Mummified Inca Child Sacrifices
The top photograph shows the mummified remains of the 15-year-old Inca child, known as the "Llullaillaco Maiden," who was sacrificed with two other children, a boy of seven years old, shown in the photograph below, and a six-year-old girl, whose mummy had been struck by lightning and was charred. The children had walked or been brought to the top of Mt. Llullaillco, in northern Argentina, elevation 22,000 feet (6706 meters), a volcano near the Chilean border today. According to archaeologists and cultural historians, the children were victims of a sacrificial ritual called capacocha. The children were chosen for their beauty and possibly nobility, honored by their selection, and well-fed and cared for before their ritual deaths. According to Inca beliefs, such children were to serve as guardians over their villages from the heights of the mountains, joining the ancestors and honored in death. Before their deaths, they had participated in ceremonies at Cuzco, possibly walking hundreds of miles. They were taken to the top of Mt. Llullaillaco. Their deaths may have been painless, as they were given chicha, a strong alcoholic beverage made from maize. The older girl had pieces of coca leaves on her mouth. They would have fallen asleep from intoxication before they were placed in burial niches where they froze to death in the thin air.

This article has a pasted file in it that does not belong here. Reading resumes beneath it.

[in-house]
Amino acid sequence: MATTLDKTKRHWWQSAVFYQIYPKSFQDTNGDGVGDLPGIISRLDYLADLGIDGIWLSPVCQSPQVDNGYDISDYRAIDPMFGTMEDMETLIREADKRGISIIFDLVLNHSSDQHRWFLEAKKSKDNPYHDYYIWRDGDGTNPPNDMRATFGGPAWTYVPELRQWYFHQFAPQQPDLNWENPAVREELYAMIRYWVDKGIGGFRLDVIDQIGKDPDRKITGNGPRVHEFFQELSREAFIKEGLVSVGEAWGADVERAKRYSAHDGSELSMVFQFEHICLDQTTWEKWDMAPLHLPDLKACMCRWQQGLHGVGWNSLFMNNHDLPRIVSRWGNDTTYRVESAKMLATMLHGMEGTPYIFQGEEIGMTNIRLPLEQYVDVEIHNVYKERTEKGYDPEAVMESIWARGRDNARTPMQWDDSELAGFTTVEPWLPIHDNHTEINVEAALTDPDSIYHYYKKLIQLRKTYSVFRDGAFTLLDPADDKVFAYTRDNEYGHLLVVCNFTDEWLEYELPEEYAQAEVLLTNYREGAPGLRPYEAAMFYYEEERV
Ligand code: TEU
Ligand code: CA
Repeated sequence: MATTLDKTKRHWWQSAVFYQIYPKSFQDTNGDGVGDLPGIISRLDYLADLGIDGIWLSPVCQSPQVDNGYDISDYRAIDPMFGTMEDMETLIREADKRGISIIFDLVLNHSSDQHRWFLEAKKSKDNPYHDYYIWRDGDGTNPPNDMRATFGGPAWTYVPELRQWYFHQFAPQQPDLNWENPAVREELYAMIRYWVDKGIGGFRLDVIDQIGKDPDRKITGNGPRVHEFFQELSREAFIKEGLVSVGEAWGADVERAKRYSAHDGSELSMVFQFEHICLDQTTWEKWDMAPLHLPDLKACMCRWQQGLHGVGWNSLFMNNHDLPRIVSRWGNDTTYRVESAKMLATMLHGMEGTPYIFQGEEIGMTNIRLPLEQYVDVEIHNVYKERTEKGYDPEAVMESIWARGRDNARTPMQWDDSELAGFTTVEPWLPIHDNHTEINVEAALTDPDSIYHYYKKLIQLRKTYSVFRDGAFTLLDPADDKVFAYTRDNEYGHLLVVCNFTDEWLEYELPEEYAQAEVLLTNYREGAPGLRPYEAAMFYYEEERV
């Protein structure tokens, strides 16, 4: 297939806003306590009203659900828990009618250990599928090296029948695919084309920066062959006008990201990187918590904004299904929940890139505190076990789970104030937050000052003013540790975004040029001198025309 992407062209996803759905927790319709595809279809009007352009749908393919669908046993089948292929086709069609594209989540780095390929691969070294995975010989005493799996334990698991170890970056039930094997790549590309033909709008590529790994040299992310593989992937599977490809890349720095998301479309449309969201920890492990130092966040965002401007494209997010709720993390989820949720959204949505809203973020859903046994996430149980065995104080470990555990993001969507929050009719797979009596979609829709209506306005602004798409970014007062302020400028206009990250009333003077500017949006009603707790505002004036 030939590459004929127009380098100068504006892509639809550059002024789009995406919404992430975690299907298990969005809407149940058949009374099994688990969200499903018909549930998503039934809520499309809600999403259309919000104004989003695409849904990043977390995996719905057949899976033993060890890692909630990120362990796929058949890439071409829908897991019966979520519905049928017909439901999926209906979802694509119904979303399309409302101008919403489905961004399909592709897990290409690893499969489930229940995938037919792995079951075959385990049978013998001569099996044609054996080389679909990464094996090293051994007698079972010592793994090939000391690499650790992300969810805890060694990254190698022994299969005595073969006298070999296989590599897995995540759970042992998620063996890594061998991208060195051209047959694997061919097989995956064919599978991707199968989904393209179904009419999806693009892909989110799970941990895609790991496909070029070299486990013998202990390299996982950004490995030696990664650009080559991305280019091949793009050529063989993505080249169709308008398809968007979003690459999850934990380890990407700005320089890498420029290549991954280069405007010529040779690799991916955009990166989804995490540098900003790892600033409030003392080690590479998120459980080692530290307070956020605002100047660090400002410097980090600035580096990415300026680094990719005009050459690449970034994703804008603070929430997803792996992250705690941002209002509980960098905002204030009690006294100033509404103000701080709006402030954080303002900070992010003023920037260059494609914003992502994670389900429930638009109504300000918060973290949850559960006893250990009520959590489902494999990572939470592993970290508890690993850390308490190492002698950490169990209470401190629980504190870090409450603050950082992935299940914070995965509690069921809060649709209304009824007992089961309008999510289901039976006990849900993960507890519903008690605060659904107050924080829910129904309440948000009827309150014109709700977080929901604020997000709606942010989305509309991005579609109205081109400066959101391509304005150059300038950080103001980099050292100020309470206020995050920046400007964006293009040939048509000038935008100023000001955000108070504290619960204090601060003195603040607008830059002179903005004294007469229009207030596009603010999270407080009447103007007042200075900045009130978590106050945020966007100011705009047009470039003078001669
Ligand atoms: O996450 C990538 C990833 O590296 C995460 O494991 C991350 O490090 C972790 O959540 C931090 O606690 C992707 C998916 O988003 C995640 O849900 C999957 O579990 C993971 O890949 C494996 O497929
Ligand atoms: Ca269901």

The children wore shoes or slippers as well as colorful clothing elaborately decorated with metal, bone, and cords. The children were not wrapped into bundles, but loosely wrapped in shawls. They sat cross-legged or crouched as they would have fallen asleep. The older girl’s face, which showed red ochre markings, was creased from the place it rested on her shawl. The girl’s long hair was plaited into fine braids that are still fully intact. Among the artifacts placed with them were figurines donning headdresses decorated with colorful bird feathers.
Museo de Arqueologia de Alta Montana, Salta, Argentina, http://www.maam.org.ar/?seccion=expoperm&seccion2=ninos&nroimagen=6 and http://www.maam.org.ar/?seccion=expoperm&seccion2=ninos&nroimagen=8. Annotated by Susan Douglass.